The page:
#LittleRichard’s son reveals his cause of death! [Details]

Fans around the world are still REELING at passing of the Architect of Rock & Roll, Little Richard.

His son Danny Penniman has revealed the cause of death.

Richard, whose real name was Richard Penniman, was born in Macon, Georgia in December 1932. He had been in poor health for several years, suffering hip problems, a stroke and a heart attack.

Richard’s son, Danny Penniman, first confirmed the pioneer’s death. In a statement, Richard’s agent, Dick Alen, said: “Little Richard passed away this morning from bone cancer in Nashville.

“He was battling for a good while, many years. I last spoke to him about two or three weeks ago. I knew he wasn’t well but he never really got into it, he just would say ‘I’m not well.’”

Richard’s career began when in the late 1940s but his early recordings with RCA Victor garnered little success. His breakthrough came when he signed to Specialty Records in 1955, releasing a run of wild and flamboyant singles – Tutti Frutti, Long Tall Sally, Rip It Up, The Girl Can’t Help It, Lucille, Keep A-Knockin’ and Good Golly, Miss Molly, among others – that made him a star on both sides of the Atlantic.

The biographer Charles White described the songs as “holy writs of rock’n’roll”.

Richard was known for his outrageous performance style at the piano – eyes lined with mascara, pompadour hair fixed with potato starch, ferocious eyes transfixing audiences – and infectious whoops, a style echoed by dozens of performers, Prince prominent among them. Richard had been a drag performer and by his own admission was involved in voyeurism, allowing men to have sex in the back seat of his car while he watched. He was arrested at least twice for lewd conduct.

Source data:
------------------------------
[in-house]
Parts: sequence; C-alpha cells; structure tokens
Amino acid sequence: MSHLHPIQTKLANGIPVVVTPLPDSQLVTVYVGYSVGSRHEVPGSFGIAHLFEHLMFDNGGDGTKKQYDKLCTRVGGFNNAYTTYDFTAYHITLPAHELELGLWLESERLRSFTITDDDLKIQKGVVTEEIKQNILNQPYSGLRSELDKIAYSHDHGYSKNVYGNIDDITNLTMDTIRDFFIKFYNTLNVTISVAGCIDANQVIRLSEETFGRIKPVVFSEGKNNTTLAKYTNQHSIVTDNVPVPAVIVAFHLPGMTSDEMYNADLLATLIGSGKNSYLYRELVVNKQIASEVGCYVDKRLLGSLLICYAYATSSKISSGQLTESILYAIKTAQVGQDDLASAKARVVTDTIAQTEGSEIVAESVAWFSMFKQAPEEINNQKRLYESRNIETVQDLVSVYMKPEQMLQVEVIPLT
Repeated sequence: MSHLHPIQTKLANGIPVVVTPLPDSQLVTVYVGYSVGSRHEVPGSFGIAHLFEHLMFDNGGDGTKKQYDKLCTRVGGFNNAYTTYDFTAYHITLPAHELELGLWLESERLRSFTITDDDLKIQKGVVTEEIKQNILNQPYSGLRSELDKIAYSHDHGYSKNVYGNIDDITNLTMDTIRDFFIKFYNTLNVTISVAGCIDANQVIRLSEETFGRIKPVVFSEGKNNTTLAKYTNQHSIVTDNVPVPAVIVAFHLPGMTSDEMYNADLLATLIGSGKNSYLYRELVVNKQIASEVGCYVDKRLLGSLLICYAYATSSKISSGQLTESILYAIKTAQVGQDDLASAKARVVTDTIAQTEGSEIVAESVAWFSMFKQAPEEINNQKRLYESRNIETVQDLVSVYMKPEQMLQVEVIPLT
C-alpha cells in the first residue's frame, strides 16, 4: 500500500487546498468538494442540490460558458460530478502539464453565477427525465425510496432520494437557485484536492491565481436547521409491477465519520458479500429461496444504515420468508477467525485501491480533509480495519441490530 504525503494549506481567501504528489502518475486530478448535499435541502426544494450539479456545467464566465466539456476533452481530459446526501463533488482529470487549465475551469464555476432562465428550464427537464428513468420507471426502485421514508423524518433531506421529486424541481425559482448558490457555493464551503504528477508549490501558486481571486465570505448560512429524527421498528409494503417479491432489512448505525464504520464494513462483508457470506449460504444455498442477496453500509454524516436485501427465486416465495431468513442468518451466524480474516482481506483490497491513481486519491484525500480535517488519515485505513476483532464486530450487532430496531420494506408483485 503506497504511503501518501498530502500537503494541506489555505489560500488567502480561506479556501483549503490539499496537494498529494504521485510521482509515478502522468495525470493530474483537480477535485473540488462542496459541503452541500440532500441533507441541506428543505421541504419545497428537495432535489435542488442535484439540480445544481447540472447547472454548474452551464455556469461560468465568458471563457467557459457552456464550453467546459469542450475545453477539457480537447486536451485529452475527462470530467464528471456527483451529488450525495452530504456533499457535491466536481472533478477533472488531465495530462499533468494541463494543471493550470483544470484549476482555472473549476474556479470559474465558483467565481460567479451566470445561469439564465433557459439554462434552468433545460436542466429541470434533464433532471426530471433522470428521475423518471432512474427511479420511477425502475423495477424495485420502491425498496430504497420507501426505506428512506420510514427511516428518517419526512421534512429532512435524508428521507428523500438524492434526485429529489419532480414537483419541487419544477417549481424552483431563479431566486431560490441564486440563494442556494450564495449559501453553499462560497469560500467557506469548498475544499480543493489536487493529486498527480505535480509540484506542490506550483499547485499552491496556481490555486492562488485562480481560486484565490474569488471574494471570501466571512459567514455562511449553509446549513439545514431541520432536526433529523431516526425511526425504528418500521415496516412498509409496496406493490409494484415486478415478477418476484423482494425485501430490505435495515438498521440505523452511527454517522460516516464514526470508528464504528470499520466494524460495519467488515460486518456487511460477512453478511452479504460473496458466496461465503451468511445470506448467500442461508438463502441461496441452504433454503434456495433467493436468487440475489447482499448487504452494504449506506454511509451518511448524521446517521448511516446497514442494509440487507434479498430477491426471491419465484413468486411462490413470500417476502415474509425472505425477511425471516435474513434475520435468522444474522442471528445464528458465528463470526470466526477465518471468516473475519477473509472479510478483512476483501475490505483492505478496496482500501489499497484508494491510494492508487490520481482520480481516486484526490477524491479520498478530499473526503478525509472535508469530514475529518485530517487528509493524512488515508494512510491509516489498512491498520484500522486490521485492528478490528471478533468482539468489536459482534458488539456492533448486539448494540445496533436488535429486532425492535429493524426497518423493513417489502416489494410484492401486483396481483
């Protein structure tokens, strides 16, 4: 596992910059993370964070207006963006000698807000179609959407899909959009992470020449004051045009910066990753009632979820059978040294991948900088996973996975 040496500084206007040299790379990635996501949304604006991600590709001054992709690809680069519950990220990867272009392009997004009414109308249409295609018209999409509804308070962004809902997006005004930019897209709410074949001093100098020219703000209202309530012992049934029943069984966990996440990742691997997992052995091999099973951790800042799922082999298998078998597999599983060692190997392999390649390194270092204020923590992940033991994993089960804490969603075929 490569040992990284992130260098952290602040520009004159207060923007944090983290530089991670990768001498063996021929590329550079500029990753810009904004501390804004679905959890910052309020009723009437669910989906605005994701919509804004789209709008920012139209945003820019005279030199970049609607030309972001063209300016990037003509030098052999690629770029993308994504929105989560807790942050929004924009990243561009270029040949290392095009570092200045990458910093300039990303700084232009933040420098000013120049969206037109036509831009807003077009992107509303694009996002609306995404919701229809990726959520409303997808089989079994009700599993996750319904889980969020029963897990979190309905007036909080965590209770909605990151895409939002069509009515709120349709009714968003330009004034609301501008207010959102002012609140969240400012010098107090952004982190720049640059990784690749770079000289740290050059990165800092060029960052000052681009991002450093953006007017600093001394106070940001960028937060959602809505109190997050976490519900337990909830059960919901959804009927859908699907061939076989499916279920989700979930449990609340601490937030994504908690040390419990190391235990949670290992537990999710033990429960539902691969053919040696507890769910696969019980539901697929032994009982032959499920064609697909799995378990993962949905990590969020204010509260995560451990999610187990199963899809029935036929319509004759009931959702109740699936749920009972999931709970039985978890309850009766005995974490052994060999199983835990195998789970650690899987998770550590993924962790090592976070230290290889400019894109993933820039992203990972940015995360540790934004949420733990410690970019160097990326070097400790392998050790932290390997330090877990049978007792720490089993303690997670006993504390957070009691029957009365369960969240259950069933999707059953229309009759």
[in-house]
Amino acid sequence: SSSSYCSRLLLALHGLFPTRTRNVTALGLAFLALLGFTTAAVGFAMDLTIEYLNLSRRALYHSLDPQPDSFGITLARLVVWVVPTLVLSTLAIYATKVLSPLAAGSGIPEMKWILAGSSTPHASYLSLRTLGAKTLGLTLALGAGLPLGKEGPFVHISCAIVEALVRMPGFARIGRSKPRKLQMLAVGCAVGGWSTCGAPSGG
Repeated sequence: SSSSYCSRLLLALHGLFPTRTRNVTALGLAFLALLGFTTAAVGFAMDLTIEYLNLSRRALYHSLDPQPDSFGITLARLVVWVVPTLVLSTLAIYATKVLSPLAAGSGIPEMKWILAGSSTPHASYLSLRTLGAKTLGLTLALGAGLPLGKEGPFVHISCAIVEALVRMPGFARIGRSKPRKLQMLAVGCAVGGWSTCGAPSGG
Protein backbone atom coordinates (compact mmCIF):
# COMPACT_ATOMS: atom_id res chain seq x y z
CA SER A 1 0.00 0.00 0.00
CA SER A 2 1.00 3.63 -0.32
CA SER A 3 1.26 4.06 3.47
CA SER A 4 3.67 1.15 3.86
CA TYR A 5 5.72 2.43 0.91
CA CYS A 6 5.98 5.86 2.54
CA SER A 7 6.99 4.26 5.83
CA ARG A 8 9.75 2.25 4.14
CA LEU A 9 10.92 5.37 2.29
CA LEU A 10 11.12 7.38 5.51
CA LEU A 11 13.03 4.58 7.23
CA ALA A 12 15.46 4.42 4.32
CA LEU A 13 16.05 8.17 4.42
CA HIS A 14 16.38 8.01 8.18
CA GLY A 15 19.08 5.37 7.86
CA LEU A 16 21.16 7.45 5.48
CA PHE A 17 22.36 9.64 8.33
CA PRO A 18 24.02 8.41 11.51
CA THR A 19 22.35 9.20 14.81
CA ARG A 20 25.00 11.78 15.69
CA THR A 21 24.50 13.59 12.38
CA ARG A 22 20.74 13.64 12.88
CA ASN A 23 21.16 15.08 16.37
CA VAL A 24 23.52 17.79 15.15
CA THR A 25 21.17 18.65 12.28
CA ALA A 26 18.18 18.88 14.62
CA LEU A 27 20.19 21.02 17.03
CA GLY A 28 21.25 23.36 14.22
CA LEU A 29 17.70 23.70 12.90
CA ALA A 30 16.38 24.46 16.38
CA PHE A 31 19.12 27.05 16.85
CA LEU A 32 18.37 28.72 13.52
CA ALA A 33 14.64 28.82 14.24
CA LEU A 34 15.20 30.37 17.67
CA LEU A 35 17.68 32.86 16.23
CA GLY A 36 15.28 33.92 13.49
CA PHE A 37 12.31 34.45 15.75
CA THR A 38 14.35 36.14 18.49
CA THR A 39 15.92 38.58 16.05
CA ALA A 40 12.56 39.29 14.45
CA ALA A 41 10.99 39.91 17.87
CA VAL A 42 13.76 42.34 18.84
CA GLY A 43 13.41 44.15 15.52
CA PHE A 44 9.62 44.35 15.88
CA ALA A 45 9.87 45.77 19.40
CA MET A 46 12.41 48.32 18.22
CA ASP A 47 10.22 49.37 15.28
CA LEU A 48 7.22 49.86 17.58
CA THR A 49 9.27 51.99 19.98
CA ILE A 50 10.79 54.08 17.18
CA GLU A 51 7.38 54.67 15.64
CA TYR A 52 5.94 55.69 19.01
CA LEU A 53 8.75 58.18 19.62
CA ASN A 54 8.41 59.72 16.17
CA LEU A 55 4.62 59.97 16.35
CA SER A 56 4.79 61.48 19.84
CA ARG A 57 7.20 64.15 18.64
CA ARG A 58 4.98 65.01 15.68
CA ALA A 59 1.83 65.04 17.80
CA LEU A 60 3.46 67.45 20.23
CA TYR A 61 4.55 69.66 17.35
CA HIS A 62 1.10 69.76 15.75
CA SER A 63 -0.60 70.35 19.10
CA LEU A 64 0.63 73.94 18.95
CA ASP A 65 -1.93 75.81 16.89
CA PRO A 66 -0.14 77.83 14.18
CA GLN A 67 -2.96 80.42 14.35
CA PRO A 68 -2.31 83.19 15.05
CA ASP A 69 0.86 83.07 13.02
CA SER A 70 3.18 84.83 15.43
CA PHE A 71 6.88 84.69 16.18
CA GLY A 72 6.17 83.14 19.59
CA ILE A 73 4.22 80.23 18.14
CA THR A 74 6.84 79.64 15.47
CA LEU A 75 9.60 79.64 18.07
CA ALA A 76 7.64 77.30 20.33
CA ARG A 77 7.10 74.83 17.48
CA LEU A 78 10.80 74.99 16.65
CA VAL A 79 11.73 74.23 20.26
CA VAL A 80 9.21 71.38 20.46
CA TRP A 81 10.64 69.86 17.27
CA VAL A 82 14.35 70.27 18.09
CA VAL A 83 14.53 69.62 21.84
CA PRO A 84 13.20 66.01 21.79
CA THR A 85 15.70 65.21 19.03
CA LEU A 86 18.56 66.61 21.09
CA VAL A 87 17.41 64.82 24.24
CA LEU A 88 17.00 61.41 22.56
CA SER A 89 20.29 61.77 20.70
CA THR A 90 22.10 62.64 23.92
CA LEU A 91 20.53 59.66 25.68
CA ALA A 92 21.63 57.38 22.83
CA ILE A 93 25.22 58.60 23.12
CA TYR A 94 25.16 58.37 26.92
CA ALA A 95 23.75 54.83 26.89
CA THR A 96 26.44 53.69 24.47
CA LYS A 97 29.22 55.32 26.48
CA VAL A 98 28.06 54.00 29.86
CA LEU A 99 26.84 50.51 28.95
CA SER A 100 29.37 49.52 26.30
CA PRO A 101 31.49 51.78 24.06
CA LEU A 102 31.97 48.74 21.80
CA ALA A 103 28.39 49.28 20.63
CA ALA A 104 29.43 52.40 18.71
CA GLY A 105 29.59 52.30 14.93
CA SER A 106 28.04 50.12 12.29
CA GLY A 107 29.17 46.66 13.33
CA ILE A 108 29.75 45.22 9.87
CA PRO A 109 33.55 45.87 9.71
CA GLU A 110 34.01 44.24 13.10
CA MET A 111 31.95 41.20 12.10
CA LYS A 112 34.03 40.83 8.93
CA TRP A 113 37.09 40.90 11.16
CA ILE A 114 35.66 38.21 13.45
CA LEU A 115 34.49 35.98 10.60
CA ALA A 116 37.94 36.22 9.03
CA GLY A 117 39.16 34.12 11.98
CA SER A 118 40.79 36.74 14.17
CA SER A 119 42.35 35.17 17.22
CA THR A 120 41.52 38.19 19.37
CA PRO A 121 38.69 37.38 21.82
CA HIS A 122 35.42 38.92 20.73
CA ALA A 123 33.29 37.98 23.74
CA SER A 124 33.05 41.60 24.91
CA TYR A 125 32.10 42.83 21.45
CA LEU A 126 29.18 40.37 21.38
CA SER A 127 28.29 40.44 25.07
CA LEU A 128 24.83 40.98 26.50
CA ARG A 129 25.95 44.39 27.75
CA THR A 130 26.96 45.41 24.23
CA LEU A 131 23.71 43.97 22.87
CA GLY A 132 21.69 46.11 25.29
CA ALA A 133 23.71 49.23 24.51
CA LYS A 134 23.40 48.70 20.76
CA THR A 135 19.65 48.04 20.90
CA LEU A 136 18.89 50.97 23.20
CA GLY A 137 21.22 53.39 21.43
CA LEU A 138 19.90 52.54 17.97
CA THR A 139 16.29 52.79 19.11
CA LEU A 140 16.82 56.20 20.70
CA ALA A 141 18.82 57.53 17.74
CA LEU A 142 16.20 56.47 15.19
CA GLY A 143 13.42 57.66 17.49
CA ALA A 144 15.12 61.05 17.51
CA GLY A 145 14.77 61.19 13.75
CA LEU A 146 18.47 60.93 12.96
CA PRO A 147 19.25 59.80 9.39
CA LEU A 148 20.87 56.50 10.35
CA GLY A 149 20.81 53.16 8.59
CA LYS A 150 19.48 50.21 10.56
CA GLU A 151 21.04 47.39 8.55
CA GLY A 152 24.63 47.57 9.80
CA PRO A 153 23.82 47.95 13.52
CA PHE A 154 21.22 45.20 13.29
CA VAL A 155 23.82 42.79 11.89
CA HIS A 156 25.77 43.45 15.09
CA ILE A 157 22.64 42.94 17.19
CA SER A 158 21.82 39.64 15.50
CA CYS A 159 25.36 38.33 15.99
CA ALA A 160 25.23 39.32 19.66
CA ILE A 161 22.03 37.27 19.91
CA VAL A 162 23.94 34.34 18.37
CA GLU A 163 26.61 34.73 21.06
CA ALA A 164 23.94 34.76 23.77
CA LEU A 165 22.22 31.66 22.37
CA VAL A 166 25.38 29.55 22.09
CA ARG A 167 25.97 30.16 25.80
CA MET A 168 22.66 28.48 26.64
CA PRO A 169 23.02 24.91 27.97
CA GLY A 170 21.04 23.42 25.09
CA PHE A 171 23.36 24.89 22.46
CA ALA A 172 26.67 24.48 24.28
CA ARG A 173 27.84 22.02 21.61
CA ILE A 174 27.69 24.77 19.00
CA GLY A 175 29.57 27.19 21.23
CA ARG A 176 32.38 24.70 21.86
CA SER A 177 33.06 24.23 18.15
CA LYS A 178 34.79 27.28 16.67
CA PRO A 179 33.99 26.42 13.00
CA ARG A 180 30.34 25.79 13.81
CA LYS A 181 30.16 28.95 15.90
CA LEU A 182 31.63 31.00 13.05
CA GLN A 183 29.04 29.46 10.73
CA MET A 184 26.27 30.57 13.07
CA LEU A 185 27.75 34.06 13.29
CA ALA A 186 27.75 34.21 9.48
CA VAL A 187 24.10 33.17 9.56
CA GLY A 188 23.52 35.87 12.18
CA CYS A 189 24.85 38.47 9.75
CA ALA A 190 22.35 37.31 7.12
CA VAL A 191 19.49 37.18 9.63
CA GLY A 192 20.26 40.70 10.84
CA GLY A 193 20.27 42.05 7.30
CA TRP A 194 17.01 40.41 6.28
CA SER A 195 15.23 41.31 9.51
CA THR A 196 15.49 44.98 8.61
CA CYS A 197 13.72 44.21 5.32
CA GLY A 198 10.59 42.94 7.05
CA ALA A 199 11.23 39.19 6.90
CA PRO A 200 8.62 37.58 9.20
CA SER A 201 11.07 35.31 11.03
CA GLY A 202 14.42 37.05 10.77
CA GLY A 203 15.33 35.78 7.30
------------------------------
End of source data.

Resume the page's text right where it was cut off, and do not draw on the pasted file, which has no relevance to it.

His breakthrough single, Tutti Frutti, was originally about anal sex – “If it don’t fit, don’t force it / You can grease it, make it easy” – until producer Bumps Blackwell suggested it be cleaned up. The song bequeathed rock’n’roll its greatest expression of joy, whose exact syllables are still debated: “Awopbopaloobop-alopbamboom!”

Covered by Elvis Presley – who described Richard as “the greatest” – Tutti Frutti catapulted Richard to success.

In October 1957, however, during a tour of Australia, Richard saw a fireball crossing the sky. It was actually the Sputnik 1 satellite, but he took it as a sign from God that he needed to change his ways. In 1958 he became a preacher, before returning to secular music in 1962. The conflict between God and the devil’s music was a theme for much of the rest of his life. In old age, Richard renounced his omnisexuality, saying he had asked God to save him.

His Specialty singles exerted a profound influence. The Beatles performed Richard’s songs.

“I could do Little Richard’s voice, which is a wild, hoarse, screaming thing. It’s like an out-of-body experience,” Paul McCartney said. “You have to leave your current sensibilities and go about a foot above your head to sing it. You have to actually go outside yourself.”

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